Area recruits have been busy meeting with college coaches

Top high school players in county busy meeting with college coaches

Drew coach Jarrett Laws has spent the last five seasons building the Titans program from the ground when the Riverdale school opened in 2009.  (Staff Photo: Derrick Mahone)

Drew coach Jarrett Laws has spent the last five seasons building the Titans program from the ground when the Riverdale school opened in 2009. (Staff Photo: Derrick Mahone)


Riverdale wide receiver Rashad Canty, left, and quarterback Greg Taylor spent the last two weeks meeting with college coaches at school and in their homes. (Staff Photo: Derrick Mahone)

There are 46 days left until National Signing Day in February.

College coaches have been busy on the recruiting trail, which has kept high school coaches and players in the county busy the last three weeks.

“The recruiting aspect is a big part of our job as coaches,” Drew coach Jarrett Laws said. “This is a critical junction for many players because it is make or break time for them, especially the players that are not on the Division I radar. For the college coaches, this is their time to get one-on-one face time with the players.”

Two weeks ago, Laws hosted an all-day recruiting fair for college coaches. The recruiting fair ran in conjunction with the football state finals, which was being held at the Georgia Dome. He said about 40 colleges were represented at the recruiting fair.

Although it was a dead period for NCAA Football Bowl Championship teams, Laws said he had coaches from II, III, NAIA and junior college schools on campus. All the county schools participated in the affair, and a handful of coaches from Henry and Rockdale county were in attendance.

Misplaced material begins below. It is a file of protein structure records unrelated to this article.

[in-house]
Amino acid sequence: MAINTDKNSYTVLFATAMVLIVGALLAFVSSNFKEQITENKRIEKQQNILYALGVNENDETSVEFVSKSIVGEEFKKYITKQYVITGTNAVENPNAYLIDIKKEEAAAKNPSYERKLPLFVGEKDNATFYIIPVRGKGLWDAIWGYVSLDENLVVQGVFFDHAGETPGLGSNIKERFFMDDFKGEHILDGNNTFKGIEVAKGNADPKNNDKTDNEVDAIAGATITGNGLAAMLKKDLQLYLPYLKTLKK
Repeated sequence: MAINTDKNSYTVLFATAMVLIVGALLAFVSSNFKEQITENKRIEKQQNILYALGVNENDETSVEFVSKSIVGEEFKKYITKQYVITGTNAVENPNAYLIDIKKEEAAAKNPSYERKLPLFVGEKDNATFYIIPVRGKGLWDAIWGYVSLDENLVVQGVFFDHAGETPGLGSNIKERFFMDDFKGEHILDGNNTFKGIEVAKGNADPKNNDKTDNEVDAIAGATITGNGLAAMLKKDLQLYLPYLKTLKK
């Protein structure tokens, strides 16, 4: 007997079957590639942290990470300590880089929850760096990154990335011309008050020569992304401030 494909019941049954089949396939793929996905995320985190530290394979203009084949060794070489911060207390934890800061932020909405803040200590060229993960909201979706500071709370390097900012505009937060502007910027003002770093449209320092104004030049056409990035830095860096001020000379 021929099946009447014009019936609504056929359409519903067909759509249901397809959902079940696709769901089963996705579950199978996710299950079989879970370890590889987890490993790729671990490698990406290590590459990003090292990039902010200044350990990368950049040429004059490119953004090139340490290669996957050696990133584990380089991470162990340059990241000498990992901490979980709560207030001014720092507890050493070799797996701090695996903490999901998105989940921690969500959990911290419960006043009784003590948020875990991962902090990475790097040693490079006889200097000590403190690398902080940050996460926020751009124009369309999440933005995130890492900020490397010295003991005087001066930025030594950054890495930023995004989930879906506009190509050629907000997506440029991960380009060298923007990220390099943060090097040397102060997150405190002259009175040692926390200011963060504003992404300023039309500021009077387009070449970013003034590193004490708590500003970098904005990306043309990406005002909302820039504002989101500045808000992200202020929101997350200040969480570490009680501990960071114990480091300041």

College prospects have been juggling schoolwork and recruiting during finals week.

“I was called out of class just about every day the last couple of weeks to meet with a coach,” said Riverdale wide receiver Rashad Canty, who sports a 3.3 grade-point average. “It has really been busy for me, and my teammates.”

Although Canty committed to Appalachian State during the summer, he is close to getting an offer from Vanderbilt and Missouri. The 6-foot-4 wide receiver said he is close to setting up visits to the SEC schools next month.

He took an official visit to Minnesota in October, and later received an offer from the Big Ten school.

When FBS coaches were allowed to visit, all the school sent about two coaches to his house. He said Appalachian State sent four for an in-home visit.

“Appalachian State has been very understanding,” Canty said. “The coaches told me that I just need to make the best decision for me. I’m going to take these next few weeks to sort things out.”

Lovejoy junior wide receiver Preston Williams has been just as busy. In September, Williams, who is considered one of the top recruits in the country, committed to Tennessee. During the opening period, he entertained visits from coaches at Ole Miss, Kentucky, Syracuse, Georgia State and Tennessee.

“I’m still committed to Tennessee,” Williams said. “It has really been busy for me.”

While recruiting has been the main focus, high school coaches say having college coaches on campus serves two purposes for them and their program.

Riverdale coach Terry Herrod said that he spends a lot of time talking to the college coaches at schemes and how to do workouts.

“We are always talking football,” Herrod said. “You get to build a good rapport with these coaches, and they share information that you can use to build your program.”

Herrod said that it also gives younger players in the program something to shoot for when they see the hallways flooded with college coaches.

“They get to see that hard work in the classroom and on the field will get them notice,” Herrod said. “It is good for our program.”